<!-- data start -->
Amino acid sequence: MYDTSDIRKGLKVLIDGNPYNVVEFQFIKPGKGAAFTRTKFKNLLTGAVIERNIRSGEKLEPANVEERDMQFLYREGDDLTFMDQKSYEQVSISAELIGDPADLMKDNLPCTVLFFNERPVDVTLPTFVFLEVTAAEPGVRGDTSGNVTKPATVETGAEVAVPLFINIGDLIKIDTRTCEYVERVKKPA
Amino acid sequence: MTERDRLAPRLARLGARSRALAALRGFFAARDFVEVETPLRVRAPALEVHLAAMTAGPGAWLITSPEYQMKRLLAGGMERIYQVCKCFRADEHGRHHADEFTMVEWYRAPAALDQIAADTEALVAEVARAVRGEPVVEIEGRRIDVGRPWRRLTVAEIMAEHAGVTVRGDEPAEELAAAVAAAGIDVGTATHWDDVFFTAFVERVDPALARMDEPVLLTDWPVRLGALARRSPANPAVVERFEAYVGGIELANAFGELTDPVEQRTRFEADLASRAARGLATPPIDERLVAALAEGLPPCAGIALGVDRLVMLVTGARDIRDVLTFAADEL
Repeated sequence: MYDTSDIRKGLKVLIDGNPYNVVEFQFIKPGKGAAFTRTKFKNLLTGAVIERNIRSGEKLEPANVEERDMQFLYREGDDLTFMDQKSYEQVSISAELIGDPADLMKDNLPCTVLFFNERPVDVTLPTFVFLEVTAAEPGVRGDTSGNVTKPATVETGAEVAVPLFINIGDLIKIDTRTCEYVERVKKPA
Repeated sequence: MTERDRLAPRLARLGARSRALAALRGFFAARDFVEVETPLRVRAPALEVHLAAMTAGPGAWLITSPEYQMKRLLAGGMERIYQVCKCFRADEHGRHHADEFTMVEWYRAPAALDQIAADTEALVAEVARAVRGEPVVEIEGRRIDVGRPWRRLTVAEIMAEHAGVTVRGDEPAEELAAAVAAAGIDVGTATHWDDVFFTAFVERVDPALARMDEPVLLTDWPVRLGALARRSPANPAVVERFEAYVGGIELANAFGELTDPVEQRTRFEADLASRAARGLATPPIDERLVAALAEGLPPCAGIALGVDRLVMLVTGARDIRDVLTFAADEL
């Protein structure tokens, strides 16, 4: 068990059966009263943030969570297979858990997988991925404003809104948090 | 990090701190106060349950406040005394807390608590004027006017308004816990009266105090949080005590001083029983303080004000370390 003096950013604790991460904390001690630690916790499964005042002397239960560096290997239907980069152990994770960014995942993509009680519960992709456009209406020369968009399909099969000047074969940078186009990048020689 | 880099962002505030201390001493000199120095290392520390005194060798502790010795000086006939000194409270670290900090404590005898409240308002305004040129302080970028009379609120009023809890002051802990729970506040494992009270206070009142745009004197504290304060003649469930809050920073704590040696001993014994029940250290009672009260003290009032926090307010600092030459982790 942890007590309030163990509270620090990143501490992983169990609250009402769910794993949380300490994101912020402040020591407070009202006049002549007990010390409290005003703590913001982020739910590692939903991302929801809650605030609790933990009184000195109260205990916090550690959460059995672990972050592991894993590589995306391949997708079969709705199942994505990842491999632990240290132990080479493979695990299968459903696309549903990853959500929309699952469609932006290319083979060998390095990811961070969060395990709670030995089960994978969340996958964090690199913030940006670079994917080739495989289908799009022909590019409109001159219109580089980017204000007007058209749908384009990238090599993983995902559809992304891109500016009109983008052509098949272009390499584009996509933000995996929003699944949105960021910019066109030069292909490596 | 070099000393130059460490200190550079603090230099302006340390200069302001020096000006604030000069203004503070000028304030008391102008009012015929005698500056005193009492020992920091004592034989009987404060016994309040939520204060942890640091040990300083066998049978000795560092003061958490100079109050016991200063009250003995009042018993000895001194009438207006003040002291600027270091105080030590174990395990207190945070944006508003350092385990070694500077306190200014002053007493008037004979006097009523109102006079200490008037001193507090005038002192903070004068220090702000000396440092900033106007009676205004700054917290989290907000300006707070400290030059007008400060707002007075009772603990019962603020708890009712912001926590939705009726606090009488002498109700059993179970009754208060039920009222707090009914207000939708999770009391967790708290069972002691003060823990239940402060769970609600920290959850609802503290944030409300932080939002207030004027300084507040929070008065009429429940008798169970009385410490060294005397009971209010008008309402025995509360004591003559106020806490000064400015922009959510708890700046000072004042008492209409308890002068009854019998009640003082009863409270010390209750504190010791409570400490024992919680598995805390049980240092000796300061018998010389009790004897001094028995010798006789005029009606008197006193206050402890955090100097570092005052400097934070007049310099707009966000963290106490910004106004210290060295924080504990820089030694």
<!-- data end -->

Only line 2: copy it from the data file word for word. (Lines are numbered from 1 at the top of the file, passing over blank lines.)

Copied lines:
Amino acid sequence: MTERDRLAPRLARLGARSRALAALRGFFAARDFVEVETPLRVRAPALEVHLAAMTAGPGAWLITSPEYQMKRLLAGGMERIYQVCKCFRADEHGRHHADEFTMVEWYRAPAALDQIAADTEALVAEVARAVRGEPVVEIEGRRIDVGRPWRRLTVAEIMAEHAGVTVRGDEPAEELAAAVAAAGIDVGTATHWDDVFFTAFVERVDPALARMDEPVLLTDWPVRLGALARRSPANPAVVERFEAYVGGIELANAFGELTDPVEQRTRFEADLASRAARGLATPPIDERLVAALAEGLPPCAGIALGVDRLVMLVTGARDIRDVLTFAADEL